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New ways to remove old buildings

The latest catchword is 'dangerous structure'

The old Sea Malta building. Photo: Modernist Malta, published by the Kamra tal-Periti

The old Sea Malta building. Photo: Modernist Malta, published by the Kamra tal-Periti

Think of a historic building and imagine an internal ceiling is found to have rotten or unstable beams.  Or perhaps some pillars look unsafe. Would you agree that this is enough to knock down the entire building, or rather that the ceiling or pillars should be immediately repaired?

You’ve got to hand it to them. Our developers, under the supposed watch of the Planning Authority, are always devising ingenious ways to knock down historic buildings.

The latest catchword is ‘dangerous structure’. A Development (Removal of Danger) Order is issued, and contractors promptly move in with trucks to demolish the entire thing.

In reality, the law does not allow this type of permit to be used in a way which affects the integrity of a historic building. Any works are to be limited to the removal of the danger itself, and not to knock down other parts as well. A ceiling with unstable beams does not extend to total destruction. But be careful. Give a slice and they may take the whole cake.

WATCH: Workers send Villa St Ignatius balcony crashing down

Instead of just removing or repairing any dangerous parts of the building, at St Ignatius Villa in Balluta last week a developer carried on, targeting an entire wing of the villa. There are probably plans to develop the site.

There was an outcry to stop the demolition, with photos and videos circulating on Facebook and reports in the newspapers. The Planning Authority was immediately alerted, but still the first floor and balcony have disappeared.

The former Sea Malta/NAAFI building at Marsa was also recently issued with a permit for the removal of dangerous structures. This is a fine Modernist building, part of Malta’s architectural history.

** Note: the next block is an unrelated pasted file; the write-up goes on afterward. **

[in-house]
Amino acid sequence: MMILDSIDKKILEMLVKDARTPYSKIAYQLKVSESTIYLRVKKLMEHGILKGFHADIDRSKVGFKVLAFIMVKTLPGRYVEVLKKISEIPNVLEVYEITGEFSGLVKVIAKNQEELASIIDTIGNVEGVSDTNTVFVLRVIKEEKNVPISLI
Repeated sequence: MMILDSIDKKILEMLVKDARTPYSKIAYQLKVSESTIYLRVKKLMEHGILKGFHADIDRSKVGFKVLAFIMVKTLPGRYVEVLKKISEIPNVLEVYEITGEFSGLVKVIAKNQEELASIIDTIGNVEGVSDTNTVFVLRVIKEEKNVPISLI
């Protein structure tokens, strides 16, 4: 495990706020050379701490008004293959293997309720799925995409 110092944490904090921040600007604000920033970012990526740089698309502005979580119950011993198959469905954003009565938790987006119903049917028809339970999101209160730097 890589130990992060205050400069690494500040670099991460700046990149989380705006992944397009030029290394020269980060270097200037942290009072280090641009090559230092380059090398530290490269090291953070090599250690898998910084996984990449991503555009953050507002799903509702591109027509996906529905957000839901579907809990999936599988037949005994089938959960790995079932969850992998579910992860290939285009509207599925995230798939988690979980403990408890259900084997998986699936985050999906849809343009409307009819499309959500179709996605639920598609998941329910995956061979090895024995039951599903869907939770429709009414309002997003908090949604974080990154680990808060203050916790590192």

The Planning Authority claimed that the condition of the building posed a danger to the operation of the Port. It did not insist on repairs but agreed to the removal of the structure.

But the Kamra tal-Periti (Chamber of Architects) objected, insisting that the report also said that the Sea Malta building was ‘not financially feasible’ to repair, which is a different argument altogether.  It noted drily that this “is not the way to treat our diminishing Modernist heritage … Real estate is more profitable than restoring heritage buildings.”

The PA then requested that the front end of the Sea Malta building with the clock tower is retained ‘as it is not in imminent danger of collapse’, but a significant part of the structure was still given over to the demolishers.

The Kamra tal-Periti has said that the behaviour of the PA “can only be described as an utter disgrace.”

At both Sea Malta and St Ignatius Villa, it had to be the public, the architects and NGOs to shout out for the brakes to be applied, and to play the role of watchdogs. The PA shrugged off or downplayed the cultural value of the buildings.

The regulatory authorities were either inept, complacent, or willing to allow buildings of historic importance to be damaged or destroyed.

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